Scottish Conservatives call for long-term support for hill farmers

The Scottish Conservatives have cautiously welcomed the u-turn in funding for hill-farmers announced by Fergus Ewing today.

Earlier this week the Scottish Government published changes to funding for less favoured areas, which stated, “LFASS support will be retained at 80% in 2019 and 40% in 2020”.

Speaking in a debate on future rural policy and support in Scotland, Mr Ewing partially reversed this position and instead announced that this funding will remain at 80% of the current level for both 2019 and 2020.

Donald Cameron, Scottish Conservative shadow secretary for the rural economy has welcomed this dramatic u-turn and stated that this goes some way to give hill-farmers some reassurance for the future.

Donald Cameron MSP, Scottish Conservative shadow secretary for the rural economy said:

“The Cabinet Secretary previously this week announced a cut to LFASS payments to 40% of current levels in 2020. He was well warned that this would have a catastrophic impact on Scotland’s hill farmers and crofters.

“The Chair of the Scottish Crofting Federation, Russell Smith, said just yesterday that ‘Reducing the Less Favoured Areas support to 80% of current rates for 2019 sends out a very negative message, but we can live with it but to then cut it to a mere 40% for 2020 will be ruinous.’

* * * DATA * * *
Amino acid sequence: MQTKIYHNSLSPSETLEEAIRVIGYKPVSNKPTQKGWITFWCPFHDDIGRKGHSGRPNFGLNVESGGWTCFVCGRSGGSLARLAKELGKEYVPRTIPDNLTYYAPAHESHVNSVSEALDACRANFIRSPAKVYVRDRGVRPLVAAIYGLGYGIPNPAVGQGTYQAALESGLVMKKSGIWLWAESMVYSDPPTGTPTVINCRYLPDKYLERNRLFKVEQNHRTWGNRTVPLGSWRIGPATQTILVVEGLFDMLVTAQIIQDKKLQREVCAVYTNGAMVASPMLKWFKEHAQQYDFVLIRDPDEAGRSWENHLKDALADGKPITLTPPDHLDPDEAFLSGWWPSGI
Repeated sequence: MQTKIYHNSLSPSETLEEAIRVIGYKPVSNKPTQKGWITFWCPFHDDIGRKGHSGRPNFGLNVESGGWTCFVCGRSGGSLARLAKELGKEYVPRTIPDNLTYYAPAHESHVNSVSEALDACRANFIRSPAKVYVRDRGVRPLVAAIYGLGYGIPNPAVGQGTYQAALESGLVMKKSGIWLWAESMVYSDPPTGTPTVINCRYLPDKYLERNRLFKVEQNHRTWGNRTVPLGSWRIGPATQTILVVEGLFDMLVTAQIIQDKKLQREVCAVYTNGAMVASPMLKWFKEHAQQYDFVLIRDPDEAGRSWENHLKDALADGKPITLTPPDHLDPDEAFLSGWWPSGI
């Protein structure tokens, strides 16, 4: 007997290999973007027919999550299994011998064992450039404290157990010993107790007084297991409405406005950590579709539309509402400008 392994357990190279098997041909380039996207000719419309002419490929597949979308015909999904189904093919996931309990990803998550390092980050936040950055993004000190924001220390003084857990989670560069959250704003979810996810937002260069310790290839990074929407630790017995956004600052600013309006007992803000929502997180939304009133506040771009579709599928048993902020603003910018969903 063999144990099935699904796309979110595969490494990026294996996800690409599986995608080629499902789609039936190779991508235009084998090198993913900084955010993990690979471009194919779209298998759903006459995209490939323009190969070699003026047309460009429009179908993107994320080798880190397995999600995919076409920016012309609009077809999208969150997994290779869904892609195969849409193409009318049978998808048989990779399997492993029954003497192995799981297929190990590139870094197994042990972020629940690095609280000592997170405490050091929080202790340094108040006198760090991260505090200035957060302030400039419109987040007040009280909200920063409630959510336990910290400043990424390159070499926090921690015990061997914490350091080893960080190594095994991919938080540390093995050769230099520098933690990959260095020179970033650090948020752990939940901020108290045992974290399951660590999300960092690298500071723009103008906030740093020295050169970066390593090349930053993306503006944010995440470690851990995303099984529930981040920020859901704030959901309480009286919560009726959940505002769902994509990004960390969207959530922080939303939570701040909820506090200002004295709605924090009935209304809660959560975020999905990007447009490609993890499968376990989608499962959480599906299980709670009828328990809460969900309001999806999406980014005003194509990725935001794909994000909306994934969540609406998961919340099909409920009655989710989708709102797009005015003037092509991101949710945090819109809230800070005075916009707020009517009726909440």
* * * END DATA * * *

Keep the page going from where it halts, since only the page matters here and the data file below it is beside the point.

"In our amendment to today's motion for debate, the Scottish Conservatives highlighted the serious concern about these reductions to LFASS. So under intense pressure the Cabinet Secretary has today reversed his position and that is to be welcomed. Hillfarmers will still face a 20% cut over the next few years and that will have serious effects on farmers and crofters in less favoured areas.

“Going forward, the Cabinet Secretary must ensure that those farming on ‘less favourable’ land are properly supported. Once again the SNP government has been dragged to a sensible funding position kicking and screaming. Scotland’s farmers deserve a Scottish government that recognises their importance and actively supports the future of hill farming.”